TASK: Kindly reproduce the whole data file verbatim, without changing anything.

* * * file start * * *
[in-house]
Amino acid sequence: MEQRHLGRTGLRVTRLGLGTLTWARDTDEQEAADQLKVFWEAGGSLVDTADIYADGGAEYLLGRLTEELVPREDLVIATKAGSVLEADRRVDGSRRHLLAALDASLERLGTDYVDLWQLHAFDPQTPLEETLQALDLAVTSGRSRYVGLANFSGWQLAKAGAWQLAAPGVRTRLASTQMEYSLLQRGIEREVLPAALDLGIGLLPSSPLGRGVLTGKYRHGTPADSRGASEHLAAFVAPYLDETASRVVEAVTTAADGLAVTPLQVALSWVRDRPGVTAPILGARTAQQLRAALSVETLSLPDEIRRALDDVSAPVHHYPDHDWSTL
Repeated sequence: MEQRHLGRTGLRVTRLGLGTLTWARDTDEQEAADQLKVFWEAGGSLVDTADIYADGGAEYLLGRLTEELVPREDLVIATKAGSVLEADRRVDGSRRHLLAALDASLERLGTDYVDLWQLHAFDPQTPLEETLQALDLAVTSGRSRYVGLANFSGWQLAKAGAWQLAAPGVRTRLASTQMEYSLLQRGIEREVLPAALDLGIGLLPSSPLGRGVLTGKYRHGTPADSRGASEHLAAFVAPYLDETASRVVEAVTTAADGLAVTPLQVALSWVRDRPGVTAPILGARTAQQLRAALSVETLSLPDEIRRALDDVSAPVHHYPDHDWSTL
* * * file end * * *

[in-house]
Amino acid sequence: MEQRHLGRTGLRVTRLGLGTLTWARDTDEQEAADQLKVFWEAGGSLVDTADIYADGGAEYLLGRLTEELVPREDLVIATKAGSVLEADRRVDGSRRHLLAALDASLERLGTDYVDLWQLHAFDPQTPLEETLQALDLAVTSGRSRYVGLANFSGWQLAKAGAWQLAAPGVRTRLASTQMEYSLLQRGIEREVLPAALDLGIGLLPSSPLGRGVLTGKYRHGTPADSRGASEHLAAFVAPYLDETASRVVEAVTTAADGLAVTPLQVALSWVRDRPGVTAPILGARTAQQLRAALSVETLSLPDEIRRALDDVSAPVHHYPDHDWSTL
Repeated sequence: MEQRHLGRTGLRVTRLGLGTLTWARDTDEQEAADQLKVFWEAGGSLVDTADIYADGGAEYLLGRLTEELVPREDLVIATKAGSVLEADRRVDGSRRHLLAALDASLERLGTDYVDLWQLHAFDPQTPLEETLQALDLAVTSGRSRYVGLANFSGWQLAKAGAWQLAAPGVRTRLASTQMEYSLLQRGIEREVLPAALDLGIGLLPSSPLGRGVLTGKYRHGTPADSRGASEHLAAFVAPYLDETASRVVEAVTTAADGLAVTPLQVALSWVRDRPGVTAPILGARTAQQLRAALSVETLSLPDEIRRALDDVSAPVHHYPDHDWSTL